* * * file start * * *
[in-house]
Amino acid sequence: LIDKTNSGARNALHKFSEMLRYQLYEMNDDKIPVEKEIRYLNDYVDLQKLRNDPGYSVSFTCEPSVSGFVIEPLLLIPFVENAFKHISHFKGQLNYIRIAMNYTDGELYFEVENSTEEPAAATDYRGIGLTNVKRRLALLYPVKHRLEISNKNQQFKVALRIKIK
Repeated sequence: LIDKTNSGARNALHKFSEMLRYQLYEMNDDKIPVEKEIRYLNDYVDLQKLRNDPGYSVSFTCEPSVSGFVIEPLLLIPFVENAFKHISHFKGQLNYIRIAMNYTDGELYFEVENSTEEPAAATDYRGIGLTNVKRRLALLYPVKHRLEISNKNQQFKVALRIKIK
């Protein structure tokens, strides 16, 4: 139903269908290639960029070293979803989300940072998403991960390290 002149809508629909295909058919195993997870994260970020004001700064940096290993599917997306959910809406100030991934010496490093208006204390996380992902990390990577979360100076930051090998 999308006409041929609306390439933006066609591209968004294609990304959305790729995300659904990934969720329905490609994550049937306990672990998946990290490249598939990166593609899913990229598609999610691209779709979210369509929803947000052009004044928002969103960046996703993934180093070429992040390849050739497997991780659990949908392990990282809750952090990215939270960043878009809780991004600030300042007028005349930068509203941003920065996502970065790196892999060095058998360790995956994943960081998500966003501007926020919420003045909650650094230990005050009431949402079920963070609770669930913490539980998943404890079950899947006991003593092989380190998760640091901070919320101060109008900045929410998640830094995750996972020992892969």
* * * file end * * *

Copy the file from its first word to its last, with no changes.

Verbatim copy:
[in-house]
Amino acid sequence: LIDKTNSGARNALHKFSEMLRYQLYEMNDDKIPVEKEIRYLNDYVDLQKLRNDPGYSVSFTCEPSVSGFVIEPLLLIPFVENAFKHISHFKGQLNYIRIAMNYTDGELYFEVENSTEEPAAATDYRGIGLTNVKRRLALLYPVKHRLEISNKNQQFKVALRIKIK
Repeated sequence: LIDKTNSGARNALHKFSEMLRYQLYEMNDDKIPVEKEIRYLNDYVDLQKLRNDPGYSVSFTCEPSVSGFVIEPLLLIPFVENAFKHISHFKGQLNYIRIAMNYTDGELYFEVENSTEEPAAATDYRGIGLTNVKRRLALLYPVKHRLEISNKNQQFKVALRIKIK
């Protein structure tokens, strides 16, 4: 139903269908290639960029070293979803989300940072998403991960390290 002149809508629909295909058919195993997870994260970020004001700064940096290993599917997306959910809406100030991934010496490093208006204390996380992902990390990577979360100076930051090998 999308006409041929609306390439933006066609591209968004294609990304959305790729995300659904990934969720329905490609994550049937306990672990998946990290490249598939990166593609899913990229598609999610691209779709979210369509929803947000052009004044928002969103960046996703993934180093070429992040390849050739497997991780659990949908392990990282809750952090990215939270960043878009809780991004600030300042007028005349930068509203941003920065996502970065790196892999060095058998360790995956994943960081998500966003501007926020919420003045909650650094230990005050009431949402079920963070609770669930913490539980998943404890079950899947006991003593092989380190998760640091901070919320101060109008900045929410998640830094995750996972020992892969």